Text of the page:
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House of Commons Hansard #38 of the 39th Parliament, 1st Session. (The original version is on Parliament's site.) The word of the day was crime.

Topics

Foreign AffairsOral Questions

2:45 p.m.

Provencher Manitoba

Conservative

Vic Toews ConservativeMinister of Justice and Attorney General of Canada

Mr. Speaker, we are very supportive of international efforts to bring international lawbreakers to justice.

Foreign AffairsOral Questions

2:45 p.m.

Liberal

Keith Martin Liberal Esquimalt—Juan de Fuca, BC

Mr. Speaker, I will assume that is a no.

The National Rifle Association has met with a number of Conservative MPs on a particularly important issue, the creation of a UN treaty on small arms and light weapons which would be negotiated at the United Nations in a couple of weeks.

This treaty is critically important for keeping arms and weapons out of the hands of violent criminal groups and terrorist organizations. Will the government send officials from foreign affairs to the UN meeting in New York in two weeks to support the creation of an international treaty on light weapons and small arms?

Foreign AffairsOral Questions

2:45 p.m.

York—Simcoe Ontario

Conservative

Peter Van Loan ConservativeParliamentary Secretary to the Minister of Foreign Affairs

Mr. Speaker, this government is very concerned about the flow of small arms as they have a habit of destabilizing troubled spots in the world, particularly in poverty stricken and conflict ridden places. Obviously we are interested in whatever measures can be taken to stop this destabilizing flow of weapons. We will be looking at participating and whether that is appropriate in terms of a small arms treaty.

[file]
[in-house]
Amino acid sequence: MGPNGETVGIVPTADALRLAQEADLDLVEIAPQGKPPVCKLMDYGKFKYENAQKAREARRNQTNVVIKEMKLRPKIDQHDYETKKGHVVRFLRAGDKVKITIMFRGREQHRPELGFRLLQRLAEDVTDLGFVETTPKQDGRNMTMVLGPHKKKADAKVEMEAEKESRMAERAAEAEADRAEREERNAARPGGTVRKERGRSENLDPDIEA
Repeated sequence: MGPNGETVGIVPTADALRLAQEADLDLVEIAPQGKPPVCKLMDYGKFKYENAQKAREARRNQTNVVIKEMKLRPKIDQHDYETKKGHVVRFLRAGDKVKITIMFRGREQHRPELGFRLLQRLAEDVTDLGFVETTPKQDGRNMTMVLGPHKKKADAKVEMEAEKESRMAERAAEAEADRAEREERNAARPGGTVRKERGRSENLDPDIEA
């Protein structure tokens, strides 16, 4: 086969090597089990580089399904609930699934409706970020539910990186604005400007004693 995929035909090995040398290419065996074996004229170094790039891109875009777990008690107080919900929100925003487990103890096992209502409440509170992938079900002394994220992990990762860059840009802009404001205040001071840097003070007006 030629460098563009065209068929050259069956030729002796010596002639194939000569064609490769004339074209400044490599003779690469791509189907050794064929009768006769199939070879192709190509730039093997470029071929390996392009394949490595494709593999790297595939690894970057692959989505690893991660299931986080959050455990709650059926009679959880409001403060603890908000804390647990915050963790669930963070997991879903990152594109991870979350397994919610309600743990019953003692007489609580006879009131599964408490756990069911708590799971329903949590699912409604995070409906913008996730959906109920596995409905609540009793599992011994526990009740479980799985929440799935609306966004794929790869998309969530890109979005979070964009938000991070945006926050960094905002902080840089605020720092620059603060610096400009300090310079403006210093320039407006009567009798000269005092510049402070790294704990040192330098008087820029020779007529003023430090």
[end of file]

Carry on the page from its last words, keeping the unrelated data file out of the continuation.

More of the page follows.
HealthOral Questions

2:45 p.m.

Liberal

Ruby Dhalla Liberal Brampton—Springdale, ON

Mr. Speaker, the Minister of Health seems to be preoccupied with his ownership in a drug company while Canadians wait for doctors, wait for health care services, wait for CT scans and wait for MRIs. The minister has put forward absolutely no action plan to implement a wait times guarantee. Rather, he has blamed the provinces for his distraction telling them “to get off the pot”.

When will the minister take his own advice and get to work on reducing wait times for Canadians? What is he waiting for, the next shareholders meeting of Prudential?

HealthOral Questions

2:50 p.m.

Charleswood—St. James—Assiniboia Manitoba

Conservative

Steven Fletcher ConservativeParliamentary Secretary to the Minister of Health